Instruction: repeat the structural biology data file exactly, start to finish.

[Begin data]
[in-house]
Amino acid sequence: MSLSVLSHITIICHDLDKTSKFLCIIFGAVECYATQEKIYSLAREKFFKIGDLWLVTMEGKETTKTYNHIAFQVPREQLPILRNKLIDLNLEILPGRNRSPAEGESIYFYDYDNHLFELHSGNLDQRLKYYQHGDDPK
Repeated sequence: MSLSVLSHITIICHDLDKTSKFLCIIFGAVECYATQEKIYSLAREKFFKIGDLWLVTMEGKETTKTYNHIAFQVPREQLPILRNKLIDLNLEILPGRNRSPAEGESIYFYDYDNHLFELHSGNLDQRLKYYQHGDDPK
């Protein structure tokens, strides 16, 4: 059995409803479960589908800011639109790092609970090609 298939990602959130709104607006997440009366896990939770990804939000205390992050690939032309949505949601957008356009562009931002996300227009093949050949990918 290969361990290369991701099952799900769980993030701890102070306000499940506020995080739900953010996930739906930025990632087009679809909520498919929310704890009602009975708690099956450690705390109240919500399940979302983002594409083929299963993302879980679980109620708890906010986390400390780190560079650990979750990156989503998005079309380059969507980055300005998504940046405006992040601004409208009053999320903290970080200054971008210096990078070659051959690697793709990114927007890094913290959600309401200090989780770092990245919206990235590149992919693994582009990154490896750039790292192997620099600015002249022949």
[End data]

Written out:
[in-house]
Amino acid sequence: MSLSVLSHITIICHDLDKTSKFLCIIFGAVECYATQEKIYSLAREKFFKIGDLWLVTMEGKETTKTYNHIAFQVPREQLPILRNKLIDLNLEILPGRNRSPAEGESIYFYDYDNHLFELHSGNLDQRLKYYQHGDDPK
Repeated sequence: MSLSVLSHITIICHDLDKTSKFLCIIFGAVECYATQEKIYSLAREKFFKIGDLWLVTMEGKETTKTYNHIAFQVPREQLPILRNKLIDLNLEILPGRNRSPAEGESIYFYDYDNHLFELHSGNLDQRLKYYQHGDDPK
């Protein structure tokens, strides 16, 4: 059995409803479960589908800011639109790092609970090609 298939990602959130709104607006997440009366896990939770990804939000205390992050690939032309949505949601957008356009562009931002996300227009093949050949990918 290969361990290369991701099952799900769980993030701890102070306000499940506020995080739900953010996930739906930025990632087009679809909520498919929310704890009602009975708690099956450690705390109240919500399940979302983002594409083929299963993302879980679980109620708890906010986390400390780190560079650990979750990156989503998005079309380059969507980055300005998504940046405006992040601004409208009053999320903290970080200054971008210096990078070659051959690697793709990114927007890094913290959600309401200090989780770092990245919206990235590149992919693994582009990154490896750039790292192997620099600015002249022949």